US DOT OIG says Contract Towers are safe and efficient
Saab Digital Air Traffic Solutions successfully installs digital, remote towers
Time to define their roles?
For at least eleven times in the past eight years the articles about contract towers (safe and efficient) and digital remote towers (efficient, safe) have appeared concurrently in the trade press. The twelfth dual reoccurrence is included below.
Contract Towers (CT) and Digital Towers (DT) provide alternatives to the federal towers with live controllers. They have been used at low to medium volume airports. It may be possible that CT and DT could handle more demanding flight levels.
The technologies may not necessarily antithetical; DT and CT could be complimentary methods of controlling planes; or they might be deployed for different segments of use. It might be best to make a conscious decision to differentiate what might be the best deployment.
The Contract Tower program is growing, as noted, in the OIG report. DT installations are also actively being deployed.The approaches The policy decisions, repeatedly raised below, should be made by the FAA. Déjà vu all over again.
OIG REPORT: UNANSWERED PUBLIC POLICY QUESTION—WHY DOES THE CONTRACT TOWER PROGRAM APPEAR TO DO SO WELL?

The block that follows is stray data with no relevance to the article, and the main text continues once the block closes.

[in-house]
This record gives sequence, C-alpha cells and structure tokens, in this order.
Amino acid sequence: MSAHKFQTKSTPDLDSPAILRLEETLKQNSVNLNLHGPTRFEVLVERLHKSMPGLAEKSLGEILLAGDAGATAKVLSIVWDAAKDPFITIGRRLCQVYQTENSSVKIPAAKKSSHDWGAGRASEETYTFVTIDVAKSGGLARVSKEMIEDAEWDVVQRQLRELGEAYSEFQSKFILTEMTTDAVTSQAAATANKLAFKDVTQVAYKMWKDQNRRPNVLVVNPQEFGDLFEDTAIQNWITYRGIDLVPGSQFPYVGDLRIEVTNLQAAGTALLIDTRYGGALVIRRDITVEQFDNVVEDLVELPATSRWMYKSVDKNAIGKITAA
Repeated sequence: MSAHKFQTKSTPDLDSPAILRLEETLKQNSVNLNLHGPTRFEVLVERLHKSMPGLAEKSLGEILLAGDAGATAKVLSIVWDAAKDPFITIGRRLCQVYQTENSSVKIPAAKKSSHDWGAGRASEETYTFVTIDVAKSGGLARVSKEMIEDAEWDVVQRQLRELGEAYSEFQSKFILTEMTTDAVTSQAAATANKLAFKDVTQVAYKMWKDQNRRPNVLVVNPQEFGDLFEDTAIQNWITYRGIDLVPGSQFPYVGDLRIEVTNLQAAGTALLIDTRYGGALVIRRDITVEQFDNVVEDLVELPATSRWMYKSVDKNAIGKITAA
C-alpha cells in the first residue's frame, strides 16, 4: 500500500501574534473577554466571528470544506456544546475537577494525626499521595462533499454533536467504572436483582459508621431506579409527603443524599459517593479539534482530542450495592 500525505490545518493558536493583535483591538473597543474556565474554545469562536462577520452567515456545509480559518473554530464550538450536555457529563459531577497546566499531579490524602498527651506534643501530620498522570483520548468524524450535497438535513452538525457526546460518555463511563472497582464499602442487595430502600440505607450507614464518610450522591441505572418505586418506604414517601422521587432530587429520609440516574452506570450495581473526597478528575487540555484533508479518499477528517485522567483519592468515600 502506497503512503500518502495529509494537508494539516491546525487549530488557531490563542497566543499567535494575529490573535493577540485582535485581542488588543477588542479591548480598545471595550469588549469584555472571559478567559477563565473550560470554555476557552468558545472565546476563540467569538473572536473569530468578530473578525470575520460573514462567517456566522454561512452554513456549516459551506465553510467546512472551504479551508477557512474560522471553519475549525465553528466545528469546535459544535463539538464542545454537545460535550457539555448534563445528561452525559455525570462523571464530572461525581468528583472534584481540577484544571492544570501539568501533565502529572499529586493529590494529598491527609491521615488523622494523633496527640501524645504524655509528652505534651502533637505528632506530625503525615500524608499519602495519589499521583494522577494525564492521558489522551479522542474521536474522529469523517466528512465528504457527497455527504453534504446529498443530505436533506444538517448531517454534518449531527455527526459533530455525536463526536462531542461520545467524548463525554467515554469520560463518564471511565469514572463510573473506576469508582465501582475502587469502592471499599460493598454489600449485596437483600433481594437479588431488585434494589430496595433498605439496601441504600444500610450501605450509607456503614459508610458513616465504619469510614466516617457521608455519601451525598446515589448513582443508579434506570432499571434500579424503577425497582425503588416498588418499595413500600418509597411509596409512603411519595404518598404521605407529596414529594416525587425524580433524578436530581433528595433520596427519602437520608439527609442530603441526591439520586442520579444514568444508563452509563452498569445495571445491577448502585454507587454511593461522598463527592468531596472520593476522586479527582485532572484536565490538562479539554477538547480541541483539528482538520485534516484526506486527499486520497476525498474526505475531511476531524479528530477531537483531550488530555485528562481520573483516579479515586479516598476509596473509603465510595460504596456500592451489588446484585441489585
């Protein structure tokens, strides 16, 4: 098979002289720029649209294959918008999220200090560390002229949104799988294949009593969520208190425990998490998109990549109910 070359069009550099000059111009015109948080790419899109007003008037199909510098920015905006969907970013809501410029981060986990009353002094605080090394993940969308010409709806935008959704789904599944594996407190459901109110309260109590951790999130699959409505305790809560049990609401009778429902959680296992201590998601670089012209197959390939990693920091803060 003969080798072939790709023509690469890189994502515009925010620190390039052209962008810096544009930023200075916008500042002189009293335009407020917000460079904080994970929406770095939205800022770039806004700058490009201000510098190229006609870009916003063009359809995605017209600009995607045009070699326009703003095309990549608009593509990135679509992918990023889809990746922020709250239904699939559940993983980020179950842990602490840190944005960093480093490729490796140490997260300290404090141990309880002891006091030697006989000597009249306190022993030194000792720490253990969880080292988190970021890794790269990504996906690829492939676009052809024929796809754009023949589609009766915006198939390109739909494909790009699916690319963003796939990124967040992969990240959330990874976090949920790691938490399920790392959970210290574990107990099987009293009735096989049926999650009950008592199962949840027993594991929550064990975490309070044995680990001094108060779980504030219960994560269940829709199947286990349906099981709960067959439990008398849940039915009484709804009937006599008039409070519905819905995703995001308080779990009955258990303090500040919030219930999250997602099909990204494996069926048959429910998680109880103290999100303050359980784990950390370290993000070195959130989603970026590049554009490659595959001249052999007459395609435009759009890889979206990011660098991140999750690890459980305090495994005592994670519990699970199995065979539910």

A key U.S. government watchdog gave a strong endorsement to the FAA’s Contract Tower Program, finding that those facilities are more cost-effective and have similar safety records as similar federal towers. The Department of Transportation Office of Inspector General (OIG) reviewed the program at the behest of the House Transportation and Infrastructure Committee and its aviation subcommittee, which have kept a careful watch over the facilities after the FAA attempted to shutter 149 of them earlier this decade when the agency was facing sequestration budget cuts.
Since that time, though, Congress has ensured funding for the program and it has flourished with about 250 towers now managing about 28 percent of the nation’s ATC operations. The program received a boost in 2017 when the FAA began permitting new and replacement towers built by airport sponsors to join the program. Participating towers typically are at airports with lower-level activity.
The OIG compared these towers with similar federal facilities and found between 2015 and 2018, on average, contract towers used at least 47.6 percent fewer resources. These towers also had fewer safety events per aircraft, but the OIG cautioned, “We do not believe the difference between these numbers and those of FAA’s towers is meaningful because, among other reasons, the numbers of safety-related events across the NAS were very low relative to the total number of flights.”
When Saab Digital Air Traffic Solutions (SDATS) was selected last month by the UK’s Royal Air Force to create a remote tower “operational concept demonstrator,” it was also exactly 100 years since the world’s first aerodrome control tower was established, at Croydon, south of London.